dynamic

1 of 2

adjective

dy·​nam·​ic dī-ˈna-mik How to pronounce dynamic (audio)
1
a
: marked by usually continuous and productive activity or change
a dynamic city
b
: energetic, forceful
a dynamic personality
2
or less commonly dynamical
a
: of or relating to physical force or energy
b
: of or relating to dynamics (see dynamics entry 1)
3
of random-access memory : requiring periodic refreshment of charge in order to retain data
dynamically adverb

dynamic

2 of 2

noun

plural dynamics
: a force or factor that controls or influences a process of growth, change, interaction, or activity : a dynamic force or factor
a social/cultural/interpersonal dynamic
… describes a world order that seems to be evolving from ideology as the principal dynamicWoody West
Denial has always been the most devastating social and political dynamic of the AIDS epidemic …June E. Osborn
Still, one wonders, Is there a way to achieve … results without some of the extraneous nastiness, the relentless controlling dynamic?Jack McCallum
see also dynamics entry 1

Examples of dynamic in a Sentence

Adjective … tournament blackjack is more dynamic, and more complex, than simply playing against the house. Michael Kaplan, Cigar Aficionado, December 2002
Indeed, one of the most dynamic influences on family life and society in the last century was the extension of concepts to individual worth and human rights. Perdita Huston, Ms., December 2001/January 2002
The new dynamic duo have little in common but a bright orange ball. Stephen Rodrick, ESPN, 3 Apr. 2000
an exciting and dynamic performance the dynamic theory of heat Noun … the high-tech world is, at heart, a cruel, unforgiving place ruled by the merciless dynamics of the marketplace. Michiko Kakutani, New York Times, 27 June 2002
… my memory of specific events is sketchy, but the general emotional flavor is engraved on my mind as a classic example of my family's bent dynamic. Florence King, National Review, 15 Oct. 2001
… the Cambrian Explosion, created the evolutionary dynamic that produced most of the species that subsequently populated the earth, from insects and fish to dinosaurs and humans. J. Madeleine Nash, Time, 20 Aug. 2001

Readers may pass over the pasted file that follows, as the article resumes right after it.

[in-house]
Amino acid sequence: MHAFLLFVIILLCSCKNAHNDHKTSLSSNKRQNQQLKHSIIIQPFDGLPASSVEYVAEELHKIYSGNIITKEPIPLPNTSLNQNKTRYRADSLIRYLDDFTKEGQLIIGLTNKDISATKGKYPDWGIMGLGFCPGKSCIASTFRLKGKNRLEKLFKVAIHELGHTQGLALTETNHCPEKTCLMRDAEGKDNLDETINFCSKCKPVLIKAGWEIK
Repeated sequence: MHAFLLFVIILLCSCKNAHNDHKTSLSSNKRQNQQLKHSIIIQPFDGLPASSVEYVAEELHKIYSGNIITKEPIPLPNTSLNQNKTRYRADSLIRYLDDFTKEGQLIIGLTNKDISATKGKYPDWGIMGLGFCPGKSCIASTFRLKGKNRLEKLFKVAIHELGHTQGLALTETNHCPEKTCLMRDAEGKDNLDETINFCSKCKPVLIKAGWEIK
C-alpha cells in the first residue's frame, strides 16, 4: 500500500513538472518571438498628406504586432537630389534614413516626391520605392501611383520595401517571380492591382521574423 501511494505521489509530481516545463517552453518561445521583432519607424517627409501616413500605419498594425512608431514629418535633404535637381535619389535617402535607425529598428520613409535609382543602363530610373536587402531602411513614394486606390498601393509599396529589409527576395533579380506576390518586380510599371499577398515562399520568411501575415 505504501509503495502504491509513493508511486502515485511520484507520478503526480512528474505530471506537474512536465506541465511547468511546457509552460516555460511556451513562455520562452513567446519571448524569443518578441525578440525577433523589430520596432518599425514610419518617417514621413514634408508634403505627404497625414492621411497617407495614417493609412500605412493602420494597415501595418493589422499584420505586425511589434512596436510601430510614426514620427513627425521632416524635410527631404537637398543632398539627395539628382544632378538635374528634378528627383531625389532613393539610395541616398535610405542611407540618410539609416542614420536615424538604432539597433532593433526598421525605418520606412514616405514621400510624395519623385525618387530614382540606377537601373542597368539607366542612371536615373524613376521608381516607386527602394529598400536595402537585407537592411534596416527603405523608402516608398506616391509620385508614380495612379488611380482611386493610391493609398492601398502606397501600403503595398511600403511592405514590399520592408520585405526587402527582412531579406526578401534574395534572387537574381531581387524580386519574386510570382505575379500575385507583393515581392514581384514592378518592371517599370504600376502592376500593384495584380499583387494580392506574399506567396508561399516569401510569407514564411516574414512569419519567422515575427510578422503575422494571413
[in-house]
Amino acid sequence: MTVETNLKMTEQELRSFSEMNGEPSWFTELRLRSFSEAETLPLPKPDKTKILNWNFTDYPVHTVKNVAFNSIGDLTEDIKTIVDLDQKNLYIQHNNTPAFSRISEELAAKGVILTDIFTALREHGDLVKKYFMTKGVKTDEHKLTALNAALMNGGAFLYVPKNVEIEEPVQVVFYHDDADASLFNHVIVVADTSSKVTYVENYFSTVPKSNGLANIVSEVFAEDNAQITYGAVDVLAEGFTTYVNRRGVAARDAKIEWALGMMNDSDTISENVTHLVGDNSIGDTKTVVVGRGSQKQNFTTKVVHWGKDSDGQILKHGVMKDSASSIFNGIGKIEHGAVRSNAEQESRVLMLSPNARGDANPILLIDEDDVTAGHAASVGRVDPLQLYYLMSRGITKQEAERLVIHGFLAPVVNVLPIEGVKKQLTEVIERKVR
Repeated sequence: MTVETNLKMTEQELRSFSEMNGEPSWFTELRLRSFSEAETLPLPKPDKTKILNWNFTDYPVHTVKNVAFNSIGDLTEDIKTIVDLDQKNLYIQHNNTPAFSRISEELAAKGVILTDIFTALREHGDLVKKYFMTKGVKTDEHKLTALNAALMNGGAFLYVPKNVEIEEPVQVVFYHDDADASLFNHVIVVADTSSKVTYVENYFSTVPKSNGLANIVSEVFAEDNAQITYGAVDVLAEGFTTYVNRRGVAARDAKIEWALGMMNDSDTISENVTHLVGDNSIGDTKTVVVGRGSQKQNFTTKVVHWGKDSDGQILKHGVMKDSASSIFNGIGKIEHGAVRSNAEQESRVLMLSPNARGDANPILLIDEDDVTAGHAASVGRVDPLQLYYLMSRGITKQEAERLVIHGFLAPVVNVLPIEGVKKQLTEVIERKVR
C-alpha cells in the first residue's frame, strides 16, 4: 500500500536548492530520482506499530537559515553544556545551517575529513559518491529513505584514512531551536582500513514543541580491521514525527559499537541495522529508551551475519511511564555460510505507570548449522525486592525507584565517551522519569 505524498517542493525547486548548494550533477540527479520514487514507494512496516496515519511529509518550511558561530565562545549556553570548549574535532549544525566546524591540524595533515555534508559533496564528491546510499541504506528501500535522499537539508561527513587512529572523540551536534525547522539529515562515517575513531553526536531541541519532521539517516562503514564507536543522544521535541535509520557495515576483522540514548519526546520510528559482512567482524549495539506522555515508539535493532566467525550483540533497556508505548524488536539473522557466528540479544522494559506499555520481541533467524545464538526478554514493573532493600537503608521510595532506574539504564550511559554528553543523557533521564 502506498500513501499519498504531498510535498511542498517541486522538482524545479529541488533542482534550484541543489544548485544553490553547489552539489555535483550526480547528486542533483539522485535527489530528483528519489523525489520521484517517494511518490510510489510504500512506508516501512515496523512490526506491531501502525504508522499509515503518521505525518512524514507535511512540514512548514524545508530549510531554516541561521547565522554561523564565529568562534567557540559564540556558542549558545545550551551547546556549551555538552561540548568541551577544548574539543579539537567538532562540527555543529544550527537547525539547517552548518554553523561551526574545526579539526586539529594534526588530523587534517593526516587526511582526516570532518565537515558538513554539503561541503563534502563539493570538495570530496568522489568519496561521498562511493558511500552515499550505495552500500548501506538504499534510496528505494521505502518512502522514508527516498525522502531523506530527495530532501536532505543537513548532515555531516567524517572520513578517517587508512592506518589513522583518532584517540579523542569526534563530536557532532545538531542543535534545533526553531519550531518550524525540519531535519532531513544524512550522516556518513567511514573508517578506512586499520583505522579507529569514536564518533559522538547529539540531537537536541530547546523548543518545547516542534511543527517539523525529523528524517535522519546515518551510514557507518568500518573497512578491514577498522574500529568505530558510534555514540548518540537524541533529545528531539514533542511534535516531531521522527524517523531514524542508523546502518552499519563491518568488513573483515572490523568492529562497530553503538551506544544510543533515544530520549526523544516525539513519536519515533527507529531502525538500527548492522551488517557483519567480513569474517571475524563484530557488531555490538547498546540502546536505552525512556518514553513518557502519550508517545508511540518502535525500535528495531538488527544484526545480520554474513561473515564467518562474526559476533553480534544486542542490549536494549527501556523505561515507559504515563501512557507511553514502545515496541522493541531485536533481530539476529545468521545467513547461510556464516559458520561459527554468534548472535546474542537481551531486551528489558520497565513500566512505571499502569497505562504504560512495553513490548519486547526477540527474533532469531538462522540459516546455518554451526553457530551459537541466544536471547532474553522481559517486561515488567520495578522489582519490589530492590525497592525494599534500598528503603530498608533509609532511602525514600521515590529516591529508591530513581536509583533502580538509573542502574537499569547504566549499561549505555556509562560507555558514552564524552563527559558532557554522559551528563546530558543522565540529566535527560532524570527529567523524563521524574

Raisons d'état, not the dynamics of capitalism, created the American thrust for world influence. Arthur M. Schlesinger, Jr., The Cycles of American History, 1986
the dynamic between a doctor and a patient Group dynamics are important to consider. The dynamics of this class are different from those of other classes. Disease was a central dynamic in the decrease in population. a study on famine and population dynamics
Recent Examples on the Web
Adjective
This can help create a more dynamic and lived-in feel within your foyer area. Patricia Shannon, Better Homes & Gardens, 16 July 2024 So de la Fuente added a dash of youthful ruthlessness to the Spanish attack, flanking veteran striker Álvaro Morata with a pair of dynamic wingers in Nico Williams (who turned 22 on Friday) and Lamine Yamal (who turned 17 on Saturday). Thomas Floyd, Washington Post, 15 July 2024
Noun
Still, the extra ammo will not change the overall dynamics of the war. Simon Shuster, TIME, 8 July 2024 The dynamics may not seem related, but legal experts saythey have mutually reinforced doubts among a large swath of the country over whether the nation’s highest court can be a neutral interpreter of the law. Justin Jouvenal, Washington Post, 6 July 2024 See all Example Sentences for dynamic 

These examples are programmatically compiled from various online sources to illustrate current usage of the word 'dynamic.' Any opinions expressed in the examples do not represent those of Merriam-Webster or its editors. Send us feedback about these examples.

Word History

Etymology

Adjective

borrowed from French dynamique or New Latin dynamicus "relating to physical force or energy," borrowed from Greek dynamikós "powerful, efficacious," from dýnamis "power, strength, capability" (i-stem derivative, with suffixal -m-, of dýnamai, dýnasthai "to be able, have the strength or capability (to do something), be equivalent to," of uncertain origin) + -ikos -ic entry 1

Note: French dynamique and New Latin dynamicus were popularized, if not introduced, by Gottfried Wilhelm leibniz. The Greek verb dýnamai appears to have been an original nasal present with the -n- infix generalized throughout the paradigm. If an Indo-European base *deu̯h2- (or *deh2u̯-?) "to fit together, join" is reconstructible on the basis of Tocharian B tsuwa "(it) adhered, cohered," Germanic *taujan- "to prepare, make" (see taw entry 1), then dy-n-a- may be allied; assumed is an approximate sense development "be joined" > "fit, be suitable" > "be capable."

Noun

borrowed from French dynamique, noun derivative of dynamique dynamic entry 1

First Known Use

Adjective

1744, in the meaning defined at sense 2a

Noun

1868, in the meaning defined above

Time Traveler
The first known use of dynamic was in 1744

Dictionary Entries Near dynamic

Cite this Entry

“Dynamic.” Merriam-Webster.com Dictionary, Merriam-Webster, https://www.merriam-webster.com/dictionary/dynamic. Accessed 22 Jul. 2024.

Kids Definition

dynamic

adjective
dy·​nam·​ic
dī-ˈnam-ik
1
also dynamical
-ˈnam-i-kəl
a
: of or relating to physical force or energy
b
: of or relating to dynamics
2
a
: always active or changing
a dynamic city
b
: marked by energy : forceful
a dynamic personality
dynamically
-ˈnam-i-k(ə-)lē
adverb

Medical Definition

dynamic

adjective
dy·​nam·​ic dī-ˈnam-ik How to pronounce dynamic (audio)
1
also dynamical
a
: of or relating to physical force or energy
b
: of or relating to dynamics
2
: functional sense 1b
a dynamic disease
3
a
: marked by continuous usually productive activity or change
a dynamic population
b
: marked by energy or forcefulness
a dynamic personality
dynamically adverb

More from Merriam-Webster on dynamic

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